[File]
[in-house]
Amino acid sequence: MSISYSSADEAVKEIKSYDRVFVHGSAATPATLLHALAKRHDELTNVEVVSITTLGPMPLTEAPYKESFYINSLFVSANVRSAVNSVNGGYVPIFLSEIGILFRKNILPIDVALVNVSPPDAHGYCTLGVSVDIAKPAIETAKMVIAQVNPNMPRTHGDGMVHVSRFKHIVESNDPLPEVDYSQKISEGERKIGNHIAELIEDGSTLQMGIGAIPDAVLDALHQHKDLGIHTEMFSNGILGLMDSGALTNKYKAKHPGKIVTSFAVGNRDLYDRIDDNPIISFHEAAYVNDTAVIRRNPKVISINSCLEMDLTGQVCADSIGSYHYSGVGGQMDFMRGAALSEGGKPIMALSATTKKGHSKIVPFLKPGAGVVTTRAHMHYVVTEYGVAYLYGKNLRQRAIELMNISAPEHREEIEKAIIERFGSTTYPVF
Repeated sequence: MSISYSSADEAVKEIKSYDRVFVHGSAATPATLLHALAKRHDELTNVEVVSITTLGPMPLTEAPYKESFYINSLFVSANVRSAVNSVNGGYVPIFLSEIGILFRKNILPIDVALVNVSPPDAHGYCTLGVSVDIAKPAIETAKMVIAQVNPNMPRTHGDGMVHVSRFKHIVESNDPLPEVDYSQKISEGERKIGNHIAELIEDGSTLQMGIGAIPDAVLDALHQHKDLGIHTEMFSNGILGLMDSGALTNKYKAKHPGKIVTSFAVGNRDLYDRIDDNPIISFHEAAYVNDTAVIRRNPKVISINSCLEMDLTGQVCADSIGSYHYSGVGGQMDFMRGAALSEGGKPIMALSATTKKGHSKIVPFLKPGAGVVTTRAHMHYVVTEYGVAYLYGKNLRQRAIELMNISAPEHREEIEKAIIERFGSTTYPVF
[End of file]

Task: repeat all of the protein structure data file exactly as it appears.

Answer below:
[in-house]
Amino acid sequence: MSISYSSADEAVKEIKSYDRVFVHGSAATPATLLHALAKRHDELTNVEVVSITTLGPMPLTEAPYKESFYINSLFVSANVRSAVNSVNGGYVPIFLSEIGILFRKNILPIDVALVNVSPPDAHGYCTLGVSVDIAKPAIETAKMVIAQVNPNMPRTHGDGMVHVSRFKHIVESNDPLPEVDYSQKISEGERKIGNHIAELIEDGSTLQMGIGAIPDAVLDALHQHKDLGIHTEMFSNGILGLMDSGALTNKYKAKHPGKIVTSFAVGNRDLYDRIDDNPIISFHEAAYVNDTAVIRRNPKVISINSCLEMDLTGQVCADSIGSYHYSGVGGQMDFMRGAALSEGGKPIMALSATTKKGHSKIVPFLKPGAGVVTTRAHMHYVVTEYGVAYLYGKNLRQRAIELMNISAPEHREEIEKAIIERFGSTTYPVF
Repeated sequence: MSISYSSADEAVKEIKSYDRVFVHGSAATPATLLHALAKRHDELTNVEVVSITTLGPMPLTEAPYKESFYINSLFVSANVRSAVNSVNGGYVPIFLSEIGILFRKNILPIDVALVNVSPPDAHGYCTLGVSVDIAKPAIETAKMVIAQVNPNMPRTHGDGMVHVSRFKHIVESNDPLPEVDYSQKISEGERKIGNHIAELIEDGSTLQMGIGAIPDAVLDALHQHKDLGIHTEMFSNGILGLMDSGALTNKYKAKHPGKIVTSFAVGNRDLYDRIDDNPIISFHEAAYVNDTAVIRRNPKVISINSCLEMDLTGQVCADSIGSYHYSGVGGQMDFMRGAALSEGGKPIMALSATTKKGHSKIVPFLKPGAGVVTTRAHMHYVVTEYGVAYLYGKNLRQRAIELMNISAPEHREEIEKAIIERFGSTTYPVF